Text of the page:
Aug. 2014—Troubled by the lack of opportunity for women to participate in sports activities and concerned about potential health risks to young women not engaged in athletics, the Gender Equality Commission in Topola, Serbia, recently sprang into action.
Gender Equality Commissions (GECs) are formal government bodies tasked with ensuring that women’s rights are protected. They educate local officials about the need for gender-sensitive policymaking in order to implement important elements of the National Strategy on Gender Equality, which was adopted in February 2009.
With USAID assistance, the National Democratic Institute (NDI) has been working with GEC members across Serbia since 2010 to increase their leadership, management, advocacy, research and negotiation skills. Topola GEC members participated in the Institute’s 2013 program and used what they learned to launch a successful program promoting women’s health in their region.
During the spring of 2013, the Topola GEC and representatives of the municipal government conducted an independent analysis of the local budget that led to an increase in funding for girls’ sports programs. Using the knowledge and skills gained from NDI workshops on gender-sensitive budgeting and policymaking, the GEC filed a Freedom of Information Act (FOIA) request to obtain gender disaggregated data about the local budget line for sports.
The FOIA request forced the release of documents revealing that over 80 percent of the resources allocated for local sports programs were dedicated to men, 11 percent were for “joint sports activities,” and just 9 percent of the budget was reserved for women’s sports.
“It is part of our local culture that we have many girls engaged in folklore and sport clubs that are exclusively women’s such as football, volleyball and handball,” said Topola Mayor Dragan Jovanovic. “In volleyball alone there are more than 30 girls who are engaged. We wanted to make them more visible in the community, to encourage girls’ fitness and to develop a spirit of competition and fairness.”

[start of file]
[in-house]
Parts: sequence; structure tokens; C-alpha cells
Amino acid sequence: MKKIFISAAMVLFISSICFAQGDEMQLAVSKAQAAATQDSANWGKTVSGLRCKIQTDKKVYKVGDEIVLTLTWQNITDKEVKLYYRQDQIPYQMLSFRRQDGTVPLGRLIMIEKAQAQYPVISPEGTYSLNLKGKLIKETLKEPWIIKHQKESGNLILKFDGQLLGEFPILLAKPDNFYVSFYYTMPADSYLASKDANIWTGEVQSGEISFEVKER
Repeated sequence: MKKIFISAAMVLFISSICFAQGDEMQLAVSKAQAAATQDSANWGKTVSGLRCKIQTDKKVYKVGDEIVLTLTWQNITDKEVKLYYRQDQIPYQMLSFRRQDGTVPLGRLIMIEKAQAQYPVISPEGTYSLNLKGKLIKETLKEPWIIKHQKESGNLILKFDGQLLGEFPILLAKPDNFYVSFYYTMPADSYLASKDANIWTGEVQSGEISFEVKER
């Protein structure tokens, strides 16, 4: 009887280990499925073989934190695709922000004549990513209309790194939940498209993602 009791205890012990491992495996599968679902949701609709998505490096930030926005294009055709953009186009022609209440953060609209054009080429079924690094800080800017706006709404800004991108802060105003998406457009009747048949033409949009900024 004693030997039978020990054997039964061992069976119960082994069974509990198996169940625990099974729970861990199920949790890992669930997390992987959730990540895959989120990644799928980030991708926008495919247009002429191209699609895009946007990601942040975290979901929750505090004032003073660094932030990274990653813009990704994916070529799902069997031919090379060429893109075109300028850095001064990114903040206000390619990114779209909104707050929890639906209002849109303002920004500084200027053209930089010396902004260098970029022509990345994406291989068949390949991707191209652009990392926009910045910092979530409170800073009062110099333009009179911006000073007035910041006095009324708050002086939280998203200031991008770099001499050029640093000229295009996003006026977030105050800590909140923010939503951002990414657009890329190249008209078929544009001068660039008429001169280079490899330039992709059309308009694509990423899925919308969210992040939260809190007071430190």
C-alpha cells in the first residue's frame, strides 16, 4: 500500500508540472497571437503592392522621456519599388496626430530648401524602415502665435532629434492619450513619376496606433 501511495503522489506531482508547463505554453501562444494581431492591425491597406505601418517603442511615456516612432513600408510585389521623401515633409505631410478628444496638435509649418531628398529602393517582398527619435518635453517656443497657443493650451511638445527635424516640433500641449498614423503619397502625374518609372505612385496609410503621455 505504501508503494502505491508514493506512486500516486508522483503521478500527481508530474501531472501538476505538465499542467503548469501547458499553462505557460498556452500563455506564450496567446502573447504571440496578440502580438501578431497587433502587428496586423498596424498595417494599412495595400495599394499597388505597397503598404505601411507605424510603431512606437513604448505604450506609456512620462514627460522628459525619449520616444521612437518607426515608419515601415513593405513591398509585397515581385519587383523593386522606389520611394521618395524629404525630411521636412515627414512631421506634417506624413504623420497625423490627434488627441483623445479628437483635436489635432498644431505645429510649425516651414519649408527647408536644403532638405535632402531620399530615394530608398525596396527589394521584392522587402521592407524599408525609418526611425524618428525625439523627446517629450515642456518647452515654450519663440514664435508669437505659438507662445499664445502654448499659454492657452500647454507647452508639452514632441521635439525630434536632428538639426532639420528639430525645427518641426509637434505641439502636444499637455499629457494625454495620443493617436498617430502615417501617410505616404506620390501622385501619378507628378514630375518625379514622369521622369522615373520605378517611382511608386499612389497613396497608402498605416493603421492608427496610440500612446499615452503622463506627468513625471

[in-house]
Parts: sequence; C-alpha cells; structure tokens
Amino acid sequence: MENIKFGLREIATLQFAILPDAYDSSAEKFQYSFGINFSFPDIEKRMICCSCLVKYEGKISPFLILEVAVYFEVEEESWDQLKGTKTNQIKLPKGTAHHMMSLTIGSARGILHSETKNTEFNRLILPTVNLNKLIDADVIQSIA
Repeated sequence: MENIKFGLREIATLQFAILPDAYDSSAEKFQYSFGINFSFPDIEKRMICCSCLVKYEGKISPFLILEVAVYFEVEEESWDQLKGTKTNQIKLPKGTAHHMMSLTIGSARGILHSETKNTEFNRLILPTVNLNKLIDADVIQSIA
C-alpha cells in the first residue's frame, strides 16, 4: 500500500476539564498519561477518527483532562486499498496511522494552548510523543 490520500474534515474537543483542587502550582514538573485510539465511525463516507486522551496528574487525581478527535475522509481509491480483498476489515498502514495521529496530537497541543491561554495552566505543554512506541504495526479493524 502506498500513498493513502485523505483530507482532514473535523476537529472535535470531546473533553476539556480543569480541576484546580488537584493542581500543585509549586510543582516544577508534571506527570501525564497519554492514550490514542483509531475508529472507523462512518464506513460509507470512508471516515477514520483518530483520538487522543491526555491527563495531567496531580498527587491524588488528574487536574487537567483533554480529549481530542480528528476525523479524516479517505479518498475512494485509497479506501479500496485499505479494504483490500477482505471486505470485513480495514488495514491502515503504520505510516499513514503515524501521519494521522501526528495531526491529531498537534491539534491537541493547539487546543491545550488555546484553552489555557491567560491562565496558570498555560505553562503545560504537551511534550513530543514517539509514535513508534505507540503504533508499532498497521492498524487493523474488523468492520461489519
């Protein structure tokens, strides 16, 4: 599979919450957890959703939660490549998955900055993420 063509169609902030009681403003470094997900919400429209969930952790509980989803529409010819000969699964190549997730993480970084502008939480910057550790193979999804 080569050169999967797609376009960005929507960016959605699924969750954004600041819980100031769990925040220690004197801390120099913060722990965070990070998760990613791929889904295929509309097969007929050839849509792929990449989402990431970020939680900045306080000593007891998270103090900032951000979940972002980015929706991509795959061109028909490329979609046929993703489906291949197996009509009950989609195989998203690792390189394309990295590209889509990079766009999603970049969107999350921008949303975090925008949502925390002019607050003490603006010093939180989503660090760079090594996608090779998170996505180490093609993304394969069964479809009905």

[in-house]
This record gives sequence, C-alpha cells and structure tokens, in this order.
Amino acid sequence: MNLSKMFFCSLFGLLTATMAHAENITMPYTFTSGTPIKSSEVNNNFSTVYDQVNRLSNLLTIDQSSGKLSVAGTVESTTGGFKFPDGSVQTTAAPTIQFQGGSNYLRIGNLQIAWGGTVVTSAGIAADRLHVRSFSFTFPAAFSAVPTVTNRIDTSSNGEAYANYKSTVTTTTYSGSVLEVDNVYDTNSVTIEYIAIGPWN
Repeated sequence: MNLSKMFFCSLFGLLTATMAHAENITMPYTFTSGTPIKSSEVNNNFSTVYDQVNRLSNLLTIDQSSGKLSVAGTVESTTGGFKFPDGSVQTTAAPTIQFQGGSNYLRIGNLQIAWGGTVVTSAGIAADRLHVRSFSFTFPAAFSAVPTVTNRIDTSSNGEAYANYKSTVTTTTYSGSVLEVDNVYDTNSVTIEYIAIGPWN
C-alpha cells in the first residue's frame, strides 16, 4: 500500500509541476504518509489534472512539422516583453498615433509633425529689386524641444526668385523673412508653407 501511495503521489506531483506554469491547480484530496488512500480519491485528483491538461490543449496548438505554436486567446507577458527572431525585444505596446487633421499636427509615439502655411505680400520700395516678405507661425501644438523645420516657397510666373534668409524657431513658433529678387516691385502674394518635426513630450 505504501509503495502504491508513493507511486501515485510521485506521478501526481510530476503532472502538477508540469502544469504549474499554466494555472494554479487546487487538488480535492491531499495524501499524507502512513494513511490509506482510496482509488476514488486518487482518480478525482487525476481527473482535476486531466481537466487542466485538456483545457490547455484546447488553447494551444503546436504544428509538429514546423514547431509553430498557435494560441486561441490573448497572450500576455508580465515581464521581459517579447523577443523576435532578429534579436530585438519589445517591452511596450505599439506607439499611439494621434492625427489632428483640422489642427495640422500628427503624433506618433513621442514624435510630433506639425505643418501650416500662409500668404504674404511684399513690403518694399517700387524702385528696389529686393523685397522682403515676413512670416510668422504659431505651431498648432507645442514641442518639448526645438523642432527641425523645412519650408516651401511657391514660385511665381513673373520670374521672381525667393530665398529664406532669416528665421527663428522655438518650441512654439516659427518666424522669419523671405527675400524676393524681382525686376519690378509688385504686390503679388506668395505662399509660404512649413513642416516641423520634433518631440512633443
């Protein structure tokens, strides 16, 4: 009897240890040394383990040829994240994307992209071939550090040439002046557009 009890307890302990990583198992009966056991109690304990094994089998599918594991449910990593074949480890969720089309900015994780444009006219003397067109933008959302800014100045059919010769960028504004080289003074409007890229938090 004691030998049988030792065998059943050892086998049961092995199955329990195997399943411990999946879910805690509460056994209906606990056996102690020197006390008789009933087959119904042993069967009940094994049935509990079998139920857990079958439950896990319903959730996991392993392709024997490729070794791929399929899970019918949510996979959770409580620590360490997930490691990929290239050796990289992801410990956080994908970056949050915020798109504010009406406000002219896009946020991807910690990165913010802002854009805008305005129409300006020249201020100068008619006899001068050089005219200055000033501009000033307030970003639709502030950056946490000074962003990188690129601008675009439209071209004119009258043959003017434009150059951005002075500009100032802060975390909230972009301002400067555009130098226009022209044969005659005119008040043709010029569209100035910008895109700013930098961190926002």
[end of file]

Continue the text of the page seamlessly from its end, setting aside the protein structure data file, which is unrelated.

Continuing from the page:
The GEC sought the support of the women’s handball club Kolibri, and together they lobbied local government officials for equal treatment of women in the budgeting process. They proposed, and the municipal government approved, a summer Festival of Women’s Sports held on July 16, 2013, to showcase women’s athletics, including handball and soccer tournaments.
The GEC used the success of the festival to pressure the local assembly to fund the event on an annual basis. They also drafted a legislative proposal to equalize spending on men and women’s sports in the municipality. In September 2013, the local government passed a law mandating that sports resources be reserved for the Festival of Women's Sports while another legislative proposal on equalizing spending on men’s and women’s sports will be part of the overall budget discussion.
In addition to creating more organized athletic opportunities for women and girls in Topola, the GEC “fairness initiative” demonstrated to citizens and community leaders that public resources must be distributed fairly between men and women. The initiative also ignited public conversations on the importance of transparency in the management of the municipal budget.
The USAID project is part of the five-year Political Process Support Program, which runs from October 2010 to September 2015. It aims to develop the institutional capacity of political parties, Parliament, targeted governmental institutions and civil society to advance key reforms, enhance the policy development process, improve accountability, increase civic engagement and support democratic elections.
Last updated: January 14, 2015